Does a baseball superstition trump a baseball bond?
For San Diego State baseball head coach Mark Martinez and Washington Nationals pitcher Stephen Strasburg it does not.
“I’m a baseball guy, so I’m very superstitious, it was very hard for me to push send,” Martinez said, referring to a text message he wrote the former Aztec pitcher congratulating him on winning the National League pennant.
“I hope I didn’t jinx anything, I did wish him congrats with the text, but at same time I almost didn’t push send because I’m very superstitious, so hopefully I didn’t mess it up for the Nationals and Stephen,” Martinez said.
The Nationals, with Strasburg playing a starring role, have been on an amazing post-season run, upsetting the Los Angeles Dodgers in 5 games, then sweeping the St. Louis Cardinals. Next up, the World Series against the Houston Astros, with Strasburg slated to start game 2.
In 41 career post-season innings, Strasburg has been a mound marvel. A 1.10 ERA, 57 strikeouts and just 5 walks, this post-season has been more of the same, a 3-0 record, 0.86 WHIP, 1.64 ERA, 33 strikeouts and 1 Walk in 22 innings.
When Strasburg takes the mound in the World Series, Martinez says it will be a big day for San Diego State baseball and like much of Aztecs nation, the coach will be hanging on every pitch.
When asked about expectations for Strasburg’s start, Martinez half joking answered, “A no-hitter, but a 7-inning shutout and leave the game with the lead would be unbelievable as well.”
Martinez was an assistant coach when Strasburg played for the Aztecs from 2007 to 2009, while Strasburg’s results in the pros and college are similar, the way he pitches to get those results has changed.
“It’s a different style of pitching. Here at SDSU, he could dominate a college lineup with his fastball, I think once you get to the big leagues everybody is throwing in the high 90’s. He’s found a way to pitch to strengths, the curveball and changeup. His fastball can still range from 95 to 98 miles per hour, but the thing I’ve seen is he slows guys down and speeds them, keeps them off balance and he doesn’t walk anybody," Martinez said.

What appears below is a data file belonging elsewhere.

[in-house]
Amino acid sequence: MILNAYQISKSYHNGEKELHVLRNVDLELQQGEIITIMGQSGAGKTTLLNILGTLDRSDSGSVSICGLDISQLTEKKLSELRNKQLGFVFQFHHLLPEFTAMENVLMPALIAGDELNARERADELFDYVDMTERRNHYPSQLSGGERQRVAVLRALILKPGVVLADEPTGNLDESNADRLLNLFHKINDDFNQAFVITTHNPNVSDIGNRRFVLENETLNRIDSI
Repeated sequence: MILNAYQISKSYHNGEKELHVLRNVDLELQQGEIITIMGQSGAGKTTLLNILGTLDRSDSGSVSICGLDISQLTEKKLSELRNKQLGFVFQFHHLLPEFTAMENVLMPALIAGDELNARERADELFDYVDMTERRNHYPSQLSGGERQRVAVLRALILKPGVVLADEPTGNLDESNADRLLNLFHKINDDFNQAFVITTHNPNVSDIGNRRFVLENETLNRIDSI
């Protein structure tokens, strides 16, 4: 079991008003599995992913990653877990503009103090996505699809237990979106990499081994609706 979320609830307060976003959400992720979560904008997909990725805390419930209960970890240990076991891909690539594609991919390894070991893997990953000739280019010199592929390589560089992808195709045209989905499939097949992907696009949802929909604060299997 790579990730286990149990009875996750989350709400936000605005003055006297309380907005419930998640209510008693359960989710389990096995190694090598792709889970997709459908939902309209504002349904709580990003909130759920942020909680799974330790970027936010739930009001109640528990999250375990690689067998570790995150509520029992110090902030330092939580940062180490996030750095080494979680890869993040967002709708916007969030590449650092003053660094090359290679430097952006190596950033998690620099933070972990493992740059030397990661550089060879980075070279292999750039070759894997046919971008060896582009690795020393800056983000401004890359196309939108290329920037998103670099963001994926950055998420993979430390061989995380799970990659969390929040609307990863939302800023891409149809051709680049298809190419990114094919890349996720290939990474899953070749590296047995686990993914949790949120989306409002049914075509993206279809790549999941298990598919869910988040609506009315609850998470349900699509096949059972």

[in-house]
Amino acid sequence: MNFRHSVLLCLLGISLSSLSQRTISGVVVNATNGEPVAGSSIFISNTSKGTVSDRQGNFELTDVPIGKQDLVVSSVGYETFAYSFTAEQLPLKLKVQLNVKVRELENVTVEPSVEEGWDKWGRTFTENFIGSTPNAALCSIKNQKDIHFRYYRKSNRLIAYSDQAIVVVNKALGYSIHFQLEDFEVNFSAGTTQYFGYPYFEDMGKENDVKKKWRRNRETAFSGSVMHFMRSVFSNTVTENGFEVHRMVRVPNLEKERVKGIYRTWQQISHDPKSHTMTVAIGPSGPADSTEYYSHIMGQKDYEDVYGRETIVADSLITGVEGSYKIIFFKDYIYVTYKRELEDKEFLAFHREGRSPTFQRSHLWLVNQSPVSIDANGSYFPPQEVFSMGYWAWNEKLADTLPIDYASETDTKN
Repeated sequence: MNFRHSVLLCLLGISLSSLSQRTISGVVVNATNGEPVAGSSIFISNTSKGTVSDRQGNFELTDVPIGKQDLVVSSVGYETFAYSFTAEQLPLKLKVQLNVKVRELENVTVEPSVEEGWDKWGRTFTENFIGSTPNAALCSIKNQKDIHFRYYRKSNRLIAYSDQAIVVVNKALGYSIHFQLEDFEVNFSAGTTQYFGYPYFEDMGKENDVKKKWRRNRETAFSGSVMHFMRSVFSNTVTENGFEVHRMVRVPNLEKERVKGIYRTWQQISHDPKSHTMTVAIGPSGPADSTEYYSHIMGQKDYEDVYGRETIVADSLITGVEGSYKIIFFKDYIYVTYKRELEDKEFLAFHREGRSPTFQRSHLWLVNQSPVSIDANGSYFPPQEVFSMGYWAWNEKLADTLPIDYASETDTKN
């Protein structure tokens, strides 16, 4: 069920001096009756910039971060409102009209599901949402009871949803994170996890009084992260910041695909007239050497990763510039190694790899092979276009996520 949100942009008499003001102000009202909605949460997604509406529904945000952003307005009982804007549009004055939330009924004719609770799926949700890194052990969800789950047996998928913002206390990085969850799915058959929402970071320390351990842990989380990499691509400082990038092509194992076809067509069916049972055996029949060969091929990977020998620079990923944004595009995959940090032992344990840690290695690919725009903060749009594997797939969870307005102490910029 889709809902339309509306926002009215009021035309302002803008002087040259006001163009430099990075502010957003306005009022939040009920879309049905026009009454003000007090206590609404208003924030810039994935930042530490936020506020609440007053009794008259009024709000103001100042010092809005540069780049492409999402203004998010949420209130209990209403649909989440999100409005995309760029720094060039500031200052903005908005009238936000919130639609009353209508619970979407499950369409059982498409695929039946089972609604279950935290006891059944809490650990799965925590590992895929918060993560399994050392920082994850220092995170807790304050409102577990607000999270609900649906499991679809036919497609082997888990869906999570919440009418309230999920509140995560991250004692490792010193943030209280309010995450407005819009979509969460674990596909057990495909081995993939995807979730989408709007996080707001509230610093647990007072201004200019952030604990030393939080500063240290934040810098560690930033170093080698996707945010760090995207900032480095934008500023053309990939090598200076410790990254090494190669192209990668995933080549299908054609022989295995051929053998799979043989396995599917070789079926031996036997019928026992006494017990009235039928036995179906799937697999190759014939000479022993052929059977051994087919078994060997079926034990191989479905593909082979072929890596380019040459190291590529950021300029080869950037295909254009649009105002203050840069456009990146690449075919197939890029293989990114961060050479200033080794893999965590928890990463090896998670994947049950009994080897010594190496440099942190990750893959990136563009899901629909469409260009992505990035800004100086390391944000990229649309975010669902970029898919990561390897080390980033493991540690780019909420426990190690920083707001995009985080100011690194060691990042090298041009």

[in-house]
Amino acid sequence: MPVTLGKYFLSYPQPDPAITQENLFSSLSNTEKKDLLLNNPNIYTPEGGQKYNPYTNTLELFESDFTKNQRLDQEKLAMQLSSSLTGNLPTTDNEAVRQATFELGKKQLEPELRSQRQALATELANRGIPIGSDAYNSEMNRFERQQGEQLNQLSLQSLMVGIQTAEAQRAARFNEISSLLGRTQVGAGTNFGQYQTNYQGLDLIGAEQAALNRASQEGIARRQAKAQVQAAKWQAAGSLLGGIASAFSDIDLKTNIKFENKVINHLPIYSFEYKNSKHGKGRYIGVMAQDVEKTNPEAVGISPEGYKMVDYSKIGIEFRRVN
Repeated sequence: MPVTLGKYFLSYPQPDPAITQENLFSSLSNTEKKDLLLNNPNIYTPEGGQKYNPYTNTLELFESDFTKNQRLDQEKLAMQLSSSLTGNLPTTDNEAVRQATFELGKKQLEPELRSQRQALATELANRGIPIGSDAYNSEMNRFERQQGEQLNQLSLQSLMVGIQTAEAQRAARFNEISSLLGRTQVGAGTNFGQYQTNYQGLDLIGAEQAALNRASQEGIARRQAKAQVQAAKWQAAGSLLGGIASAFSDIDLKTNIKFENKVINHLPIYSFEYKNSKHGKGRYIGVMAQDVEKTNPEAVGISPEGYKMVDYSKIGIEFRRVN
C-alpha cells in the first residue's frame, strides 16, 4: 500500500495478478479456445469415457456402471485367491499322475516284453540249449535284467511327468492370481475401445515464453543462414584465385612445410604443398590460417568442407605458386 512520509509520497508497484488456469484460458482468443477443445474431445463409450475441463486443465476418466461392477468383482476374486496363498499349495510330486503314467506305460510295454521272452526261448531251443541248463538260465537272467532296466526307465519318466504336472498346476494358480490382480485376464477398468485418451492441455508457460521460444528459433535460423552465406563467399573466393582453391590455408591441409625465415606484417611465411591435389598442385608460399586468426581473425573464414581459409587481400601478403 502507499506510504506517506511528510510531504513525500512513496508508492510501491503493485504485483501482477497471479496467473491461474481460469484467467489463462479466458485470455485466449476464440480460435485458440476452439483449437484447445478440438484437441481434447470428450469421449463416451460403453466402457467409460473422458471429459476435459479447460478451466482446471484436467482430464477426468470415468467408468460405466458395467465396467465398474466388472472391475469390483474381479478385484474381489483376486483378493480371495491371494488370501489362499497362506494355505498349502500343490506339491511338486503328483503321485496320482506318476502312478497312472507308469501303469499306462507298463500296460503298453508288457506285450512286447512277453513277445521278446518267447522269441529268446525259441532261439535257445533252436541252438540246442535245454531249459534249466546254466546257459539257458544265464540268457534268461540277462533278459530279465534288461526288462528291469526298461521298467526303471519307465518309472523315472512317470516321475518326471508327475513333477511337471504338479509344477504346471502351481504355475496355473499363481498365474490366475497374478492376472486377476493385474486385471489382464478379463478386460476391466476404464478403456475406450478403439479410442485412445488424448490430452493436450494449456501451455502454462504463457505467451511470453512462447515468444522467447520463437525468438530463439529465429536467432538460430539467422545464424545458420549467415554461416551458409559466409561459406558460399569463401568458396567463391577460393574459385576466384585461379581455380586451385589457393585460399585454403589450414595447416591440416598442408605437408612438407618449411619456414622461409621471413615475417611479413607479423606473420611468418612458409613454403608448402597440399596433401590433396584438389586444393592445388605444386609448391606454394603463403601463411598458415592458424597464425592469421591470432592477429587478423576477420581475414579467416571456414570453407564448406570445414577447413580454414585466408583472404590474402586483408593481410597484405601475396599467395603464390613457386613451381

“It’s been unbelievable to watch his career develop in the big leagues, from moment he stepped on field in Nationals uniform and had 14 strikeouts in his first game and never looked back.”
Strasburg’s focused on the helping the Nationals win the first World Series in franchise history, but win or lose, when the fever of post-season baseball dies down, the 31 year-old San Diego native will be back on the SDSU diamond helping the current Aztec baseball team.
You see, Strasburg never strays too far from the black and red of SDSU.
“He knows a lot of guys, he comes and works out in the off-season, so he’s connected to our program. It’s a big sense of pride for our program,” Martinez said.
Asked what his favorite Strasburg San Diego State moment was, Martinez said, “the no-hitter to finish his career here in front of a jam-packed stadium.”
In his final home game at San Diego State, Strasburg pitched a no-hitter against Air Force, further cementing his legacy as an Aztec legend.
“Throwing a no-hitter on his last time on the mesa, I just got chills thinking about it just now,” said Martinez.
Maybe there will be more chills to come in the World Series, as Strasburg looks to add some “worldly” magical moments to his strong San Diego resume.